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This is were it all began...
Ironbridge Gorge Museum (Ironbridge)
Member Name: merv
Ironbridge Gorge Museum (Ironbridge)
Date: 21/09/02, updated on 21/09/02 (243 review reads)
Advantages: Heritage personified, A must for modern historians, Extremely valuable for students
Disadvantages: Only certain aspects will appeal to most children
Coincidentally, my favourite subject was ‘Economic and Social History’, taught by a passionate and slightly mad Welshman, a character straight out of Alexander Cordell’s ‘Host of Rebecca’. This involved learning about railways, canals, spinning jennies and Jethro Tull which was much more interesting than Kings and Queens and all that political stuff, especially as I lived in Shropshire - the cradle of the Industrial Revolution.
Anyone studying economic history nowadays or for that matter anybody who’s looking for a great day out should visit the Ironbridge Gorge Museum
The world’s first iron bridge straddling the Severn is the centerpiece of the valley that changed the world in the eighteenth century. This is where the Industrial Revolution began. It was here in 1709 that Abraham Darby pioneered the use of inexpensive coke rather than charcoal to smelt iron ore, which encouraged the use of iron in bridges, ships and buildings and transformed this tranquil and picturesque gorge into one of the world’s great iron making centers.
Industrial decline in the twentieth century led to the gorge’s decay and its hard to believe that smoke once filled the fiery sky, tumult issued from the foundries’ forges and sulphurous fumes rose from furnaces, for today this deeply wooded, tranquil and beautiful valley strung along the banks of the River Severn has been transformed into one the world’s finest heritage museums.
This is so very different from any other museum I’ve visited before, probably because it is not just one museum but several all of which present a unique insight into what life must have been like in those changing times.
There are nine Museums altogether
, spread out over the valley, and you have to travel between them using your own transport. If you want to see everything, you should allow at least a full day. The Iron Bridge is a good starting point and is in itself worth a visit to the area, a wonderful monument to the ironmasters’ skills in a beautiful setting. The toll-house on the south bank charts its construction. This is where you can buy tickets to visit the museums.
Located in the old Severn Warehouse a short walk along the river from the Iron Bridge is the Museum of the Gorge. Built in the 1830’s this Gothic building was built by the Coalbrookdale Company to store their goods on the edge of the river. It’s a good idea to visit this museum first as it contains a 40ft scale model of the three mile stretch of the Ironbridge Gorge between Dale End (Coalbrookdale) and Coalport China Works putting into perspective what the gorge must have looked like in 1796.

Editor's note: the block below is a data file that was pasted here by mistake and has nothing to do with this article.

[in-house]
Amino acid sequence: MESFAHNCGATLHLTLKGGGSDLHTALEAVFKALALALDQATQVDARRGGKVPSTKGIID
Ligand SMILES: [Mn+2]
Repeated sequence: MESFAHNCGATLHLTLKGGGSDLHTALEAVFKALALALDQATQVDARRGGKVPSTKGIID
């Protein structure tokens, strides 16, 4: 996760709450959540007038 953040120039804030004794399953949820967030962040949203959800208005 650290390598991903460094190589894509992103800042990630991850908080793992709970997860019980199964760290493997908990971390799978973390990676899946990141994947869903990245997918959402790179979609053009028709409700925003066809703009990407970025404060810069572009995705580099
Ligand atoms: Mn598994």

Further west of Ironbridge, Coalbrookdale and the Museum of Iron trace the history of iron and the men who made it. The Darby Furnace is the original blast furnace used to smelt iron, and Dale House and Rosehill, the are the houses of Coalbrookdale, which remain within a landscape largely unchanged since the eighteenth century. This is where the Darby Ironmasters and their families lived and worked in eighteenth century homes, which have been painstakingly restored. This is where the Industrial Revolution was born - the first iron railway tracks, iron railway wheels and iron bridge and the first steam railway locomotive were all made here. A restored locomotive and cast iron statues commissioned for the Great Exhibition of 1851are among the a wealth of Coalbrookdale products on display.
One of this museum’s main themes is the history of the Darby dynasty. They were a Quaker family who had a great impact on the community of Coalbrookdale and the larger than life exhibits show the social and working co
nditions faced by the labourers who sometimes toiled for twenty four hours at a stretch.
To the south of the Iron bridge is the Broseley Pipeworks Museum which contains the original equipment installed in the 1880s and used until the site was abandoned at the end of the 1950s. The resultant ‘time capsule’ remains the heart of this Museum, with other adjacent rooms used to explain the local clay tobacco pipe-making industry from its origins in the late 16th century through to 1960. Tools lie on the benches, clay is stacked in the yard – it appears as though the workers have just popped out for a lunch!